Jungian Therapy: Lessons from Muriel McMahon and Robert Moss

Recently, I participated in an exciting training conference in Charlotte, North Carolina grounded in Jungian therapy. Given the depth of the presentations at the conference, I would like to provide you with a description of two gifts we received while attending, Muriel McMahon and Robert Moss.

Muriel McMahon

Muriel McMahon is a Jungian analyst and Elder in the Algonkin, Kipawa First Nations tradition Trained as a Jungian analyst in Zurich, Switzerland she is currently in private practice in Guelph, Ontario, Canada.

Muriel led our small group in pre-conference preparations, “Preparing the Sacred.” Preparing sacred space is a responsibility and a response-ability of indigenous and land-based cultures. We learned how to purify and prepare ourselves, the teaching lodges, the gathering places, and the Ceremonial Fire circles.

We also took part in “Going to the Land.” Muriel taught us that indigenous wisdom teaches that our Ancient Ones inhabit the forests, mountains, rivers, and the plains of Turtle Island. We walked on the bones of our ancestors. We offered sacred tobacco to the Keepers of the seven directions. We made a food offering to the winged, the one legged, and the four legged brothers and sisters.

Muriel shared with us, Let your Heart open to what is longing to come into our lives.

Open, we invited in the Ancestors. We played and created “like a Child ready to be born.” We shared our dreams. Muriel spoke of how her teachers in Zurich told her never to reveal a dream to others that is unanalyzed. Indigenous people share dreams freely and openly.

Robert Moss

Robert Moss is a pioneer of Active Dreaming, an original synthesis of shamanism and modern dream work. Born in Australia, Robert survived three near-death experiences in childhood.

Robert led our group, “Tapping the Power of Dreams, Coincidence and Imagination.” He believes that through dreaming we have access to rich sources of healing and creativity. We are coached through our dreams on how to handle challenges and opportunities that lie in the future; we become time travelers and communicate with spiritual teachers and allies.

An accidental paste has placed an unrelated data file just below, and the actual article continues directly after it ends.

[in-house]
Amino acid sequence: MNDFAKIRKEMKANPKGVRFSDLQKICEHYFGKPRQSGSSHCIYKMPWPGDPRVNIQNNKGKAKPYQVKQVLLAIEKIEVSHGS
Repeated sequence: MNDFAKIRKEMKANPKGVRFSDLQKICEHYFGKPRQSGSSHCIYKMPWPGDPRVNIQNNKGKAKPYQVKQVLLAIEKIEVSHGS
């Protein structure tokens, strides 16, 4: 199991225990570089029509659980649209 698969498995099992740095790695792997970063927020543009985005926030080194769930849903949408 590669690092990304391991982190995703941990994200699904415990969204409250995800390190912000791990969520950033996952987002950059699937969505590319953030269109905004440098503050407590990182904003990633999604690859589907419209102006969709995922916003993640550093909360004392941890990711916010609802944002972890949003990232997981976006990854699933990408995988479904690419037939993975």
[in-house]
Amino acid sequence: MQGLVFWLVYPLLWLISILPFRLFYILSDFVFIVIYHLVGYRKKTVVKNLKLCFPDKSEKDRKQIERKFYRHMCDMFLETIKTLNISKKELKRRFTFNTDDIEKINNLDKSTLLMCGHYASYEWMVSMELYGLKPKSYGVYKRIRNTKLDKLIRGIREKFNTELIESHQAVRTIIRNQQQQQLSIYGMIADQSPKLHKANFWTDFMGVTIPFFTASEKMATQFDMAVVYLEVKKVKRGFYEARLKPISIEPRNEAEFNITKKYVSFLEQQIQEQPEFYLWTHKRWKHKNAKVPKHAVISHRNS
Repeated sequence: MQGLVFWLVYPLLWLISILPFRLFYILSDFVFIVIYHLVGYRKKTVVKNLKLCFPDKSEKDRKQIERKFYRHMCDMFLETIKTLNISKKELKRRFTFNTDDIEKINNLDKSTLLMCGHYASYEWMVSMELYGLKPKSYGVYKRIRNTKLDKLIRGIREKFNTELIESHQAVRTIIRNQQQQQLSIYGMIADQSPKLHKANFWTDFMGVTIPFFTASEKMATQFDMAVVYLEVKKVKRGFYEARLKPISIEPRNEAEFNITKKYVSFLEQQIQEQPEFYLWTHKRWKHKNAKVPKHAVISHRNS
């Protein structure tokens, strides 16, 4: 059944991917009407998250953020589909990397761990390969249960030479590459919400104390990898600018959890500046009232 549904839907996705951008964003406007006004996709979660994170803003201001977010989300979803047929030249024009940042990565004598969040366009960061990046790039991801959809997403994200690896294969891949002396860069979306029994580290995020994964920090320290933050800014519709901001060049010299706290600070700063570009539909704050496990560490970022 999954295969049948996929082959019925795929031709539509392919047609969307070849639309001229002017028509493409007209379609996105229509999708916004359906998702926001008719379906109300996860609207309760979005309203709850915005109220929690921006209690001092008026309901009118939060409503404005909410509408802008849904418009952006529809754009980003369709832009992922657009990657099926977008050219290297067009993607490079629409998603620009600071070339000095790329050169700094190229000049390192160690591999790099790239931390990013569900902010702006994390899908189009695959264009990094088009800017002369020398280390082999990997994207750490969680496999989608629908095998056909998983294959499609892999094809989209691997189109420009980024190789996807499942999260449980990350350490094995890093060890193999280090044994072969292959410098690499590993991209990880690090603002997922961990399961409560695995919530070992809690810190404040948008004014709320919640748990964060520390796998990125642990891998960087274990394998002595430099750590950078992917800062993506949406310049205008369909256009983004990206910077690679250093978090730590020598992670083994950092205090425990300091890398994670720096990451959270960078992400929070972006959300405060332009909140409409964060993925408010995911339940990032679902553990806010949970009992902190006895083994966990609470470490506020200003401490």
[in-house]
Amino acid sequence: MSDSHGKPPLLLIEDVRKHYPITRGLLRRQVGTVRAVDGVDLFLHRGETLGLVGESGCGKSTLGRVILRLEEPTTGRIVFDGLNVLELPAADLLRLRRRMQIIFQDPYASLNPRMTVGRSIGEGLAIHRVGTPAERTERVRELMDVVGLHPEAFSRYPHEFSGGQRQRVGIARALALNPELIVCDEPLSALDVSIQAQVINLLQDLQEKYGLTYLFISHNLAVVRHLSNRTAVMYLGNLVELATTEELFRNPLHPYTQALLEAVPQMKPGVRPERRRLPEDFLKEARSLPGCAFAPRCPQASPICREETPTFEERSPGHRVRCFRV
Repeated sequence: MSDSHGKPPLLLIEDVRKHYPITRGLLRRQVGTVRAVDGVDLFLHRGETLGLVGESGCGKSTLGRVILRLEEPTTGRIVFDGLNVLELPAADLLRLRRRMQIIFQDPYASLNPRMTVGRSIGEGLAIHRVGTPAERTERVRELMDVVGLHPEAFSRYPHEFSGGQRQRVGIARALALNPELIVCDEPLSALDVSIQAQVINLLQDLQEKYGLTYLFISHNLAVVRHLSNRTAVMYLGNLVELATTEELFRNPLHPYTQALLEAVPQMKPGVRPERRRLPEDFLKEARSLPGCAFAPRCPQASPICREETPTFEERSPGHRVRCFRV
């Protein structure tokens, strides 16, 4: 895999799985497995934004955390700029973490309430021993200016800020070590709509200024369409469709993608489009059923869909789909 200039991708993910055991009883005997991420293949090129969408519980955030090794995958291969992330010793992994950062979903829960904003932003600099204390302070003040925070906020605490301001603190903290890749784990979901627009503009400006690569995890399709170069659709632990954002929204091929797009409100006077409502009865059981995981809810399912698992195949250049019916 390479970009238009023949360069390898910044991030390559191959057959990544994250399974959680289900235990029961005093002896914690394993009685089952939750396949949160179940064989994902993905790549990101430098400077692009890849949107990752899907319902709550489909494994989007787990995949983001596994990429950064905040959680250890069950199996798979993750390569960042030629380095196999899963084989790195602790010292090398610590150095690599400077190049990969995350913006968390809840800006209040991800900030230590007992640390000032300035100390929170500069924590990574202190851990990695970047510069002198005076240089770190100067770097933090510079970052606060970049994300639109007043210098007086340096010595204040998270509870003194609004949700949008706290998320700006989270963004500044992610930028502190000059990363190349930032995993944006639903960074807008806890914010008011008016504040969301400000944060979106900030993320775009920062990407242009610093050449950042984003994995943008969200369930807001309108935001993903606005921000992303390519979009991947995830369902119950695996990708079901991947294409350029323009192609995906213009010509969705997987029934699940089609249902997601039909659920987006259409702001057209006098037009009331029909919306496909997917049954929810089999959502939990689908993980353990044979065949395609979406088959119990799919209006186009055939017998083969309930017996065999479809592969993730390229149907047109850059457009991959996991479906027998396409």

The play of coincidence, or synchronicity, Robert says, opens paths we never noticed and draws new people and events toward us. Through the practice of imagination and play, we can move towards our greater purpose and flow.

Dreams call us to action. Robert asked us to play with our dreams in a particular way:

  1. Title the dream.
  2. What is the feeling or emotion the dream elicits?
  3. Is there any basis in reality for the dream?
  4. In the circle others are asked to say, If it were my dream… [I might see the bear as a sign of intuition] or [I remember a bear chasing me up at the cabin in the mountains]… and then the dreamer is free to take any bits shared that make sense to the dreamer remembering that as Robert shared, “any dream that is your own can be utilized for healing.”
  5. Action plan: what are you going to do with the dream?

Robert believes that dreams are a place to be found. Dreams may follow you. They call us to action, to do something. Dreams are for our protection and offer intuitive guidance.

Both Muriel and Robert believe in being open and receptive to our dreams and their guidance. We can communicate how much we can handle to the Ancestors and our guides and they will send us “only what we can handle” to serve the Creator. We are called to meet each other with what is. We cannot leave to find something better.

As we walked Laurel Springs overlooking the Blue Ridge mountains we lived with the question: Do you serve the Creator?

© Copyright 2010 by Mary Alice Long, PhD, therapist in Langley, Washington. All Rights Reserved. Permission to publish granted to GoodTherapy.org.

The preceding article was solely written by the author named above. Any views and opinions expressed are not necessarily shared by GoodTherapy.org. Questions or concerns about the preceding article can be directed to the author or posted as a comment below.

  • Leave a Comment
  • DK


    November 14th, 2010 at 1:25 PM

    Although I do believe that dreams can be used as an inspiration and even as a caution sign to those who are trained,paying too much attention to your dreams can actually make you pay less attention to things on hand in reality!

  • Mary Alice Long, PhD

    Mary Alice Long, PhD

    November 19th, 2010 at 1:03 PM

    I agree that dreams are a source of inspiration. No special training is necessary to listen to and share your dreams, indigenous people have been sharing their dreams and continue to do so in community feeling that dreams are vital to both individual and community life. Rather than taking away from life, dreams are meant to bring us life! Decision-making, discovering your passions and true nature, ways to enhance relationships and your health, planning, and much more are available through our dreams both night and day so we can focus on what is truly important–love, deep connection with Self, others, the Divine. Embodiment.

Leave a Comment

By commenting you acknowledge acceptance of GoodTherapy.org's Terms and Conditions of Use.

* Indicates required field.

GoodTherapy uses cookies to personalize content and ads to provide better services for our users and to analyze our traffic. By continuing to use this site you consent to our cookies.